Exercise programming and counseling preferences in bladder cancer survivors: a population-based study
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Despite growing evidence of the benefits of exercise in cancer survivors, exercise participation rates are low. Understanding the unique exercise programming and counseling preferences of different cancer survivor groups may facilitate the delivery of optimal exercise programs in these growing populations. To date, no study has examined these preferences in bladder cancer survivors.
Materials and methods
Participants were 397 bladder cancer survivors who completed a mailed survey in the province of Alberta, Canada.
The majority of survivors indicated they would be interested (81.1%) and able (84.3%) to participate in an exercise program designed for bladder cancer survivors. We also found strong preferences for home-based exercise programming (53.7%), walking (81.1%), moderate intensity activity (61.7%) and unsupervised sessions (70.6%). Logistic regression analyses showed that older survivors were more likely to prefer to exercise at home (77 vs. 68%; OR = 4.21, 95% CI = 0.188–0.962, p = 0.040), do light intensity exercise (33 vs. 16%; OR = 4.50, 95% CI = 0.208–0.940, p = 0.034) and want unsupervised exercise sessions (75 vs. 62%; OR = 4.60, 95% CI = 1.07–4.08, p = 0.032). Body mass index, age, adjuvant therapy, marital status, income and education also influenced some exercise preferences.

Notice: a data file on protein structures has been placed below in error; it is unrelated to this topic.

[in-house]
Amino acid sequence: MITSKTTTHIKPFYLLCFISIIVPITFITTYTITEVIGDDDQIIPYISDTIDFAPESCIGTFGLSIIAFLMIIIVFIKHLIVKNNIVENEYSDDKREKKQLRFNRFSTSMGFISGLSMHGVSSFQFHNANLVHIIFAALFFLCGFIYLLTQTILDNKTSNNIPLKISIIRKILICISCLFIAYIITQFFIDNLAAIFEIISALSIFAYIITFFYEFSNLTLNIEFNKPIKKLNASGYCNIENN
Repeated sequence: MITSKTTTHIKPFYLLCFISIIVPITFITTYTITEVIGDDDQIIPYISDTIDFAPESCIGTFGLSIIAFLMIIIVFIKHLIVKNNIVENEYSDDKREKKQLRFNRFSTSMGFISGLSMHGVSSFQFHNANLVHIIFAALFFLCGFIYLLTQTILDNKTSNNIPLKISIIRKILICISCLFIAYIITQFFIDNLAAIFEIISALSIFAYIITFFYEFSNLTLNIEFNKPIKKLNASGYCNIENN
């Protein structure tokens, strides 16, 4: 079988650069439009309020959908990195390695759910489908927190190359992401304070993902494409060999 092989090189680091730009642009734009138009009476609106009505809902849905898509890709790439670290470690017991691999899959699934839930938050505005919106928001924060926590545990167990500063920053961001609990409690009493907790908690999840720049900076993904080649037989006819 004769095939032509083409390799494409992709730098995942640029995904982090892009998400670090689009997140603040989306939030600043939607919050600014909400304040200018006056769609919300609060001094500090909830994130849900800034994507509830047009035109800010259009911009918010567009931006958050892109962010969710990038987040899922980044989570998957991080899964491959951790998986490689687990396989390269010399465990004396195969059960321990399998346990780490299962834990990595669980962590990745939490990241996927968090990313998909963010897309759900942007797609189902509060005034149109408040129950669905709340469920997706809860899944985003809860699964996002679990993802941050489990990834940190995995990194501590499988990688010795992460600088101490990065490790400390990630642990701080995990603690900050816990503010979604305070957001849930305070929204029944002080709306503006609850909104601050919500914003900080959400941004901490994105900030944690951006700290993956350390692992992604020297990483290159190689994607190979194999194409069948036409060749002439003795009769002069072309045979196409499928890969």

These findings suggest that bladder cancer survivors are interested in receiving exercise counseling and have some consistent programming preferences including exercising at home, walking, and moderate intensity exercise. Many preferences were modified by demographic and medical factors.
Implications for cancer survivors
Understanding the unique exercise preferences of bladder cancer survivors may be used to inform the design and delivery of exercise programs in this growing population.
KeywordsExercise preferences Bladder cancer survivors Survey
This study was funded by a University of Alberta—EFF Support for the Advancement of Scholarship Small Faculties Research Grant and a Research Team Grant from the National Cancer Institute of Canada (NCIC) with funds from the Canadian Cancer Society (CCS) and the NCIC/CCS Sociobehavioral Cancer Research Network. At the time of this study, Kristina H. Karvinen was supported by a Health Studentship from the Alberta Heritage Foundation for Medical Research. Kerry S. Courneya is supported by the Canada Research Chairs Program.
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